In Kingston, South-West London, amongst leafy streets and upmarket cafes, a group of volunteers meets in a church to welcome locals who have been referred by government or by other charities for food aid.
One man who has been referred for assitance used to be a night guard but is now recovering from 6 months of treatment for throat cancer that left him with only 60% of his tongue, and so is struggling to find work. “And before you ask, I never smoked. Not once. It’s hereditary.” He wants to make sure that I do not blame him for his cancer. “My Dad’s been treated for cancer too,” I share. His response floors me: “Well, to you and your father let me say this: Positive Mental Thinking, Positive Mental Thinking. It will be OK.” And I realise that he is counselling me. A volunteer brings tea. “Thank you so much,” he says to the volunteer, “that’s wonderful.” We run through a list of items he is entitled to. “Spaghetti?” “Yes please.” “Coffee/Tea?” “Can I choose? In which case, coffee.” “What’s your favourite food?”, I ask. “Chinese. I’m just a couple of weeks out of treatment now but I’ve got the all clear and I’m gonna get a job. And then I’m gonna buy a Chinese takeaway meal. Positive Mental Thinking.”
Another man tells me of his gratitude to the Job Centre official who got a mistake corrected and a three month deduction cancelled. He’s looking forward to tomorrow’s football competition he is taking his son to. “It’s expensive,.£3, but another parent will drive us. People are very kind.”
I ask the volunteers what kind of people are referred in. “Oh, we’ve had people who are in work but don’t earn enough, we’ve had people who’ve been ill, people who have had a mistake made on their benefits, we had someone who had been well-to-do but lost his job, we get quite a few ex-soldiers, too, they find it hard.”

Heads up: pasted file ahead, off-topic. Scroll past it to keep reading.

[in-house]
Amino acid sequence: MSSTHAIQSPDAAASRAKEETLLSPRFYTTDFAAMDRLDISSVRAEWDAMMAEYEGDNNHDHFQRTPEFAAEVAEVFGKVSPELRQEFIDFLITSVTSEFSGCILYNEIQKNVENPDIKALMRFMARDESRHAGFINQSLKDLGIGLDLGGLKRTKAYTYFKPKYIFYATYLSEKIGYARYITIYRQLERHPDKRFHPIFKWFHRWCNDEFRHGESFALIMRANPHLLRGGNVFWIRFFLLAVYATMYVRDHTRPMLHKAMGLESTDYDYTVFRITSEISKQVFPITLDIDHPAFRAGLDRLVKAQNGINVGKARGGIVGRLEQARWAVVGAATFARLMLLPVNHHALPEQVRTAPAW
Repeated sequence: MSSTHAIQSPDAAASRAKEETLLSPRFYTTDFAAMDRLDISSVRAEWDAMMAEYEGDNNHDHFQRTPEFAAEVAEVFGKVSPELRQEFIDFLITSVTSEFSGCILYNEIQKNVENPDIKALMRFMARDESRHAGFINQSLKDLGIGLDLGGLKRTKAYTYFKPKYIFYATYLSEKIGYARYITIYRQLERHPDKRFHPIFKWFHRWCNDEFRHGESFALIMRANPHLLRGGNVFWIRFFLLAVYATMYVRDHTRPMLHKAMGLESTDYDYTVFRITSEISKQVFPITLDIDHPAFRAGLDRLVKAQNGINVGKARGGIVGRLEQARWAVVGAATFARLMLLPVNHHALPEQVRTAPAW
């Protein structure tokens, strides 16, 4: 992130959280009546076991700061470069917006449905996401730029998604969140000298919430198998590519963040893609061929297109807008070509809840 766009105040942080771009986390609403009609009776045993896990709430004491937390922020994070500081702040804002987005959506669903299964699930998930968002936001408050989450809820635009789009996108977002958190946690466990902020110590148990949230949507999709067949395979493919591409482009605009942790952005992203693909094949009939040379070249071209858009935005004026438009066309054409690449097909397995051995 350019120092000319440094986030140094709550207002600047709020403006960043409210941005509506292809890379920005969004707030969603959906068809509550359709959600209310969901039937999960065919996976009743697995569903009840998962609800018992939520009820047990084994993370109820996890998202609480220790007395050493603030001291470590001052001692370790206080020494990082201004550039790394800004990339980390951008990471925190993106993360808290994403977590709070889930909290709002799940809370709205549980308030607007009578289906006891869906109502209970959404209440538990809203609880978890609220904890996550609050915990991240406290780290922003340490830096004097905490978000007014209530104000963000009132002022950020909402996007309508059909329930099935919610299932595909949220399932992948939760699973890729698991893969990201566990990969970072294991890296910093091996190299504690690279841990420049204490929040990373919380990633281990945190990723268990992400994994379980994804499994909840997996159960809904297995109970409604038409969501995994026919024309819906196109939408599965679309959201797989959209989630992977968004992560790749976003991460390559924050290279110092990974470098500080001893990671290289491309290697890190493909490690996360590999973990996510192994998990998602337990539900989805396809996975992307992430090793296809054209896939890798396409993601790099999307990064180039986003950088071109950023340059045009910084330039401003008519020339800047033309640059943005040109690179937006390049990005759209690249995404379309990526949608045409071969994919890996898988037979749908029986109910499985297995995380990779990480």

Is it tough volunteering here, I ask? “Yeah, it can be, when the people are crying. One man howled, I’d never heard a man howl before. He was at rock bottom. I stayed with him for two hours. It’s about more than the food. It’s about listening. Showing people that they matter. We have to help wherever there is need. That’s what we are commissioned for.” The confused look on my face shows at her use of the word commissioning. For these are volunteers, not contractors. “I mean our great commission.” She is talking of a higher authority than government.
The church partners with the local mosque and donations are pooled. People of all faiths and none serve together.
“How long would you be able to last without any job?” one volunteer asks me. I think about it. “Wow. One month. I’d only last one month.” “Yeah, that’s it, you see, it could be you.” If it is ever me, I will want to go see the volunteers of the Kingston Food Bank. Not just for the food. But because they will not judge, just help. Because I am their neighbour.